Adrian sent me this link a few days ago. His alma mater, Grove City College, publishes semi-regular articles of interest - on current issues, politics, economics, etc. - via The Center for Vision and Values. Grove City is really big into the Austrian school of economics, as is not surprising from this article. Anyway, I'd highly suggest the article; it's a very interesting read. "On Economic Depressions, Then and Now?" is a discussion of depression-era government intervention, and how FDR did more to hinder the U.S. economy than to help it, and how World War II did not bring us out of the great depression.
This article is great stuff, but here's the problem: Americans are too stupid and driven by feeling instead of facts for such truths to take effect. We feel like Bush is to blame for the economy, so he must be. We feel like government intervention will help, so no matter how much good, solid reasoning is thrown our way, it won't change our minds. For that matter, it can't possibly change our minds because we won't even bother to read it.
This is why an unliterary society with popular election is so dangerous! If the discontented and uninformed populace is personally electing officials, they will disgruntingly vote out incumbents who make informed-but-unpopular decisions, because the public wants the congress to cater to their whims. That puts us much closer to a democracy than the original intended republic. Which is why it was a major mistake to change our constitution to allow the popular election of senators. But I digress. . .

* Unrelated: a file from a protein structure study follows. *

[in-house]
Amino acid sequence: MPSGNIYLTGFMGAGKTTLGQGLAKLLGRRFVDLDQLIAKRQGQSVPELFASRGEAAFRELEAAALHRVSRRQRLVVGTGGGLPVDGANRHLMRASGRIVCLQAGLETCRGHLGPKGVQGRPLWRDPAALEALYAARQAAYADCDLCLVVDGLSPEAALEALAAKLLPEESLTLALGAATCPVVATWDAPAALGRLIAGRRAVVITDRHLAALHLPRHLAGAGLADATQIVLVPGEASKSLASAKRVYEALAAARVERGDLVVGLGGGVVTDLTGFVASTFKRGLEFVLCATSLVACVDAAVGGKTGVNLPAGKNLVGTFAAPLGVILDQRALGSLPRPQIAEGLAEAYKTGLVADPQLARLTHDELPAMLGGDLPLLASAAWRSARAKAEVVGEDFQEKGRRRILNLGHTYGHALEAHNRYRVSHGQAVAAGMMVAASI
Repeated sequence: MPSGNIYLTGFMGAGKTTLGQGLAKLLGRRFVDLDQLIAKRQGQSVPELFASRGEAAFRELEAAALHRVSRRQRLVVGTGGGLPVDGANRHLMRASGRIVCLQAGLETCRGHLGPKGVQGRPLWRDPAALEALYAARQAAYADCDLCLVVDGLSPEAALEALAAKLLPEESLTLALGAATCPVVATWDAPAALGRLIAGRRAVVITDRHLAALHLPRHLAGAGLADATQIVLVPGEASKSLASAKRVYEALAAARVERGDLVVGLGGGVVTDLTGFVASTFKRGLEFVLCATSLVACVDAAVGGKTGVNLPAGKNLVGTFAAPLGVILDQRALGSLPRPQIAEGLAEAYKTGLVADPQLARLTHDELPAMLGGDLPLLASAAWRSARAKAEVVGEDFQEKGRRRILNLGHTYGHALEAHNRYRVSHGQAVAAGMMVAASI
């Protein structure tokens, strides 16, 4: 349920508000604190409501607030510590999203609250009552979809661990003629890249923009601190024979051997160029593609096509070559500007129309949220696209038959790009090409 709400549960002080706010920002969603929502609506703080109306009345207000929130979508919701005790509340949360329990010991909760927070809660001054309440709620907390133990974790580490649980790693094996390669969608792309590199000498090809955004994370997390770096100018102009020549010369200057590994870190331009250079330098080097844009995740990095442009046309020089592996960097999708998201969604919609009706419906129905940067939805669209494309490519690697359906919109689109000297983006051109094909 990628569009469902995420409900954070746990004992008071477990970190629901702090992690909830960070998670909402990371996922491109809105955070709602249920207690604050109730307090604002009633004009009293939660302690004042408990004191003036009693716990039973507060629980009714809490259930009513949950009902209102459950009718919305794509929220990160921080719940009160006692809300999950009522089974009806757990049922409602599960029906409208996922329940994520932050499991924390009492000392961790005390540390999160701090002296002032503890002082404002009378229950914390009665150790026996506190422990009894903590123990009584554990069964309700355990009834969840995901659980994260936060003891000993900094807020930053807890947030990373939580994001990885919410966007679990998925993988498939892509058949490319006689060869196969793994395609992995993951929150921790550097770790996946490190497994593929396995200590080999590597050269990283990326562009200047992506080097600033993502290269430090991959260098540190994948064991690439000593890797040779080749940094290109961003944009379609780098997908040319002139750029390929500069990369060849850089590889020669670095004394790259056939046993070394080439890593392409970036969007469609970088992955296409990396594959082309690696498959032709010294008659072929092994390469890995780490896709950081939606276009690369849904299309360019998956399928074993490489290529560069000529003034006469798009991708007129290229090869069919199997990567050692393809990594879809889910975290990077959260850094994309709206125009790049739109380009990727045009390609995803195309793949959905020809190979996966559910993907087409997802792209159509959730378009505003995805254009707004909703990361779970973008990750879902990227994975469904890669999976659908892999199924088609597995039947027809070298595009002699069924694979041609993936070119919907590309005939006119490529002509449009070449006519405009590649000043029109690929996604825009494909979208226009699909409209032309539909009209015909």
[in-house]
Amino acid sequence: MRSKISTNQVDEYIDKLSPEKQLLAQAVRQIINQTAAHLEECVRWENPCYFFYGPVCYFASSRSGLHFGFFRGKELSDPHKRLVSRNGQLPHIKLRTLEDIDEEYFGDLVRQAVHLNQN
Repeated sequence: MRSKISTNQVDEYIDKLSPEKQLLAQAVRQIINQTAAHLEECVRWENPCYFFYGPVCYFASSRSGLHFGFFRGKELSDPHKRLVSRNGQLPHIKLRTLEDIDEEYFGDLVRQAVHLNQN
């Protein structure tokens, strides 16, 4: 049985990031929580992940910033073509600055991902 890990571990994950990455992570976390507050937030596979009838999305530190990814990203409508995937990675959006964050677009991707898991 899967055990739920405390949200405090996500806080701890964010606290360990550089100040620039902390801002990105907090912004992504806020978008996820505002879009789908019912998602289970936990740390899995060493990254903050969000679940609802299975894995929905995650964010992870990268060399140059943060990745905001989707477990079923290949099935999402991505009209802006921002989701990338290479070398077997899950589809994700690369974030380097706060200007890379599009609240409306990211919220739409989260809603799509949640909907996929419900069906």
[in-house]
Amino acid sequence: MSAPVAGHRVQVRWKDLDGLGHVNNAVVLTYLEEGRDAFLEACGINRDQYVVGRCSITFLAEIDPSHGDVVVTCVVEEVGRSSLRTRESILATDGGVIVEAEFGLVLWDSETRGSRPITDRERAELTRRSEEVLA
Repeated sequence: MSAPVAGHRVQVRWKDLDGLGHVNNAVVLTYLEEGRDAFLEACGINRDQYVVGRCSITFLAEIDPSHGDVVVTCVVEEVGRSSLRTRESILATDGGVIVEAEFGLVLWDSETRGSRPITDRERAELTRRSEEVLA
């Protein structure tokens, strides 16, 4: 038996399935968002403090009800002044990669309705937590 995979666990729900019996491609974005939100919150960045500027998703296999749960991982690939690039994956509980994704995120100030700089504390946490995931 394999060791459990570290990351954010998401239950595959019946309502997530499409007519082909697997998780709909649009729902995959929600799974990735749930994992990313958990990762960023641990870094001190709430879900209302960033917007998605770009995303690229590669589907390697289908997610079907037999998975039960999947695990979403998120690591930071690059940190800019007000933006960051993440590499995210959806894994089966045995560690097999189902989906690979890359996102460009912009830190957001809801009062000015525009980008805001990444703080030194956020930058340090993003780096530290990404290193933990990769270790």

By "stupid Americans", I mean we are unliterary. We don't read, or we don't read deeply. We choose ignorance; it isn't thrust upon us. Americans form opinions from the news media, largely, and the media is driven by sensationalism and what the public wants to hear, not by common sense and trying to intelligently change the public's minds. Can you imagine a media effort to convince the public of the facts in the GCC article? Yeah, right! That would be really popular. Why? Because it's not what the public wants to hear.
The public wants to hear that our recession is the result of political mistakes or a few unwise large businesses. They don't want to hear that the solution is for the people to work out the problems themselves via good entrepreneurship, wise spending habits, personal efforts to teach the poor to fish (instead of just feeding them fish), etc. They don't want to hear that their own godlessness in the form of chasing the idol of consumerism is the real problem. It's so much better to think that someone else (read: "Uncle Sam") is the only solution. Whining is much more fun than action. Only thing is, where do we think Uncle Sam gets his funds?